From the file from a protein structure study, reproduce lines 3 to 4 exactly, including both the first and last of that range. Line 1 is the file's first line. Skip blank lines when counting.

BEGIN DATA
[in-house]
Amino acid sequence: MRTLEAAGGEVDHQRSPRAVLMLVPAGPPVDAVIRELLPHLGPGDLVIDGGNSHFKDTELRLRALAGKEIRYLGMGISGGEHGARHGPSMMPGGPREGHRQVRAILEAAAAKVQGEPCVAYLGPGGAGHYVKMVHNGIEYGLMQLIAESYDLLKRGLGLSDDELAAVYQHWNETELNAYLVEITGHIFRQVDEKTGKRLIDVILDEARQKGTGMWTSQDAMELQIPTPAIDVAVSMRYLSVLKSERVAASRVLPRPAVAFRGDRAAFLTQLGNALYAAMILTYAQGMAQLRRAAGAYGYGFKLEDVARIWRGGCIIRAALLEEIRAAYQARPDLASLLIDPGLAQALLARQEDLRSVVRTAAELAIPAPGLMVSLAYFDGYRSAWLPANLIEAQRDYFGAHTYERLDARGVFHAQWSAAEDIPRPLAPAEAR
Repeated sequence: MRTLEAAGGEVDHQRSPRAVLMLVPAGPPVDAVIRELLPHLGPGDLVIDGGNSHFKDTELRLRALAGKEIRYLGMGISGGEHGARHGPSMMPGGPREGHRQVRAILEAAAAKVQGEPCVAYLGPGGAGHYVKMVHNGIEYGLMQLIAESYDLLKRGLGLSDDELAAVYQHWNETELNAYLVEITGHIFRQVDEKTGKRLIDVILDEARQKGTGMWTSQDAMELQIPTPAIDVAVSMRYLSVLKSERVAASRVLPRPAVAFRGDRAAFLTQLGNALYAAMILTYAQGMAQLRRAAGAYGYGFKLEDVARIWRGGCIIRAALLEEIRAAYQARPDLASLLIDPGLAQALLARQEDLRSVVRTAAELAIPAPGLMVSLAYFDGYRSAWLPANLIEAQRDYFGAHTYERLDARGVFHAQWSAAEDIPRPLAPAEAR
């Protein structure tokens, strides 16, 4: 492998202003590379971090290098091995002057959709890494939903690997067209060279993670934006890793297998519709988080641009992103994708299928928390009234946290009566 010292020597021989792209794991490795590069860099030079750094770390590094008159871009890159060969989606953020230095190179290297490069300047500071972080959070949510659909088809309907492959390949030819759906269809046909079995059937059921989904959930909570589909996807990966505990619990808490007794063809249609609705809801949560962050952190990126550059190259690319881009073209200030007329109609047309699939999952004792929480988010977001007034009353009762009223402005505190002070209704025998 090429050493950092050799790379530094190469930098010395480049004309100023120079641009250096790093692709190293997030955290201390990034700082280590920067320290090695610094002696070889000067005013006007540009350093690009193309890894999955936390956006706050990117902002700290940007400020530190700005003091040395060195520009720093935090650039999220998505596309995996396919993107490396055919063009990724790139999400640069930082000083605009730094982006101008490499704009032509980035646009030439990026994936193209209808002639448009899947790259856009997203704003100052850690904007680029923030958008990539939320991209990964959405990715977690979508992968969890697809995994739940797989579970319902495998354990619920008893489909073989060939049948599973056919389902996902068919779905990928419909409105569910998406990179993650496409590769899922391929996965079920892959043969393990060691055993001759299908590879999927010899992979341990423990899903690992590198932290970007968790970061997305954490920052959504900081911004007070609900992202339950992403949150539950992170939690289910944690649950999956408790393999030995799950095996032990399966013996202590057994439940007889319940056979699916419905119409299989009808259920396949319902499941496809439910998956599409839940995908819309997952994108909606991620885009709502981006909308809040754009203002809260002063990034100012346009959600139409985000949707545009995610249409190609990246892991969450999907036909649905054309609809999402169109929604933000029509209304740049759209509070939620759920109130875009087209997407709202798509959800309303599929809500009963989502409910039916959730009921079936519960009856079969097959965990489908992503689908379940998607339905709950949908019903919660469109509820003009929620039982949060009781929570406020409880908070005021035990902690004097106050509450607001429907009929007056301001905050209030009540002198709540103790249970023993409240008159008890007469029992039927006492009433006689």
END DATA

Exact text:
Repeated sequence: MRTLEAAGGEVDHQRSPRAVLMLVPAGPPVDAVIRELLPHLGPGDLVIDGGNSHFKDTELRLRALAGKEIRYLGMGISGGEHGARHGPSMMPGGPREGHRQVRAILEAAAAKVQGEPCVAYLGPGGAGHYVKMVHNGIEYGLMQLIAESYDLLKRGLGLSDDELAAVYQHWNETELNAYLVEITGHIFRQVDEKTGKRLIDVILDEARQKGTGMWTSQDAMELQIPTPAIDVAVSMRYLSVLKSERVAASRVLPRPAVAFRGDRAAFLTQLGNALYAAMILTYAQGMAQLRRAAGAYGYGFKLEDVARIWRGGCIIRAALLEEIRAAYQARPDLASLLIDPGLAQALLARQEDLRSVVRTAAELAIPAPGLMVSLAYFDGYRSAWLPANLIEAQRDYFGAHTYERLDARGVFHAQWSAAEDIPRPLAPAEAR
């Protein structure tokens, strides 16, 4: 492998202003590379971090290098091995002057959709890494939903690997067209060279993670934006890793297998519709988080641009992103994708299928928390009234946290009566 010292020597021989792209794991490795590069860099030079750094770390590094008159871009890159060969989606953020230095190179290297490069300047500071972080959070949510659909088809309907492959390949030819759906269809046909079995059937059921989904959930909570589909996807990966505990619990808490007794063809249609609705809801949560962050952190990126550059190259690319881009073209200030007329109609047309699939999952004792929480988010977001007034009353009762009223402005505190002070209704025998 090429050493950092050799790379530094190469930098010395480049004309100023120079641009250096790093692709190293997030955290201390990034700082280590920067320290090695610094002696070889000067005013006007540009350093690009193309890894999955936390956006706050990117902002700290940007400020530190700005003091040395060195520009720093935090650039999220998505596309995996396919993107490396055919063009990724790139999400640069930082000083605009730094982006101008490499704009032509980035646009030439990026994936193209209808002639448009899947790259856009997203704003100052850690904007680029923030958008990539939320991209990964959405990715977690979508992968969890697809995994739940797989579970319902495998354990619920008893489909073989060939049948599973056919389902996902068919779905990928419909409105569910998406990179993650496409590769899922391929996965079920892959043969393990060691055993001759299908590879999927010899992979341990423990899903690992590198932290970007968790970061997305954490920052959504900081911004007070609900992202339950992403949150539950992170939690289910944690649950999956408790393999030995799950095996032990399966013996202590057994439940007889319940056979699916419905119409299989009808259920396949319902499941496809439910998956599409839940995908819309997952994108909606991620885009709502981006909308809040754009203002809260002063990034100012346009959600139409985000949707545009995610249409190609990246892991969450999907036909649905054309609809999402169109929604933000029509209304740049759209509070939620759920109130875009087209997407709202798509959800309303599929809500009963989502409910039916959730009921079936519960009856079969097959965990489908992503689908379940998607339905709950949908019903919660469109509820003009929620039982949060009781929570406020409880908070005021035990902690004097106050509450607001429907009929007056301001905050209030009540002198709540103790249970023993409240008159008890007469029992039927006492009433006689």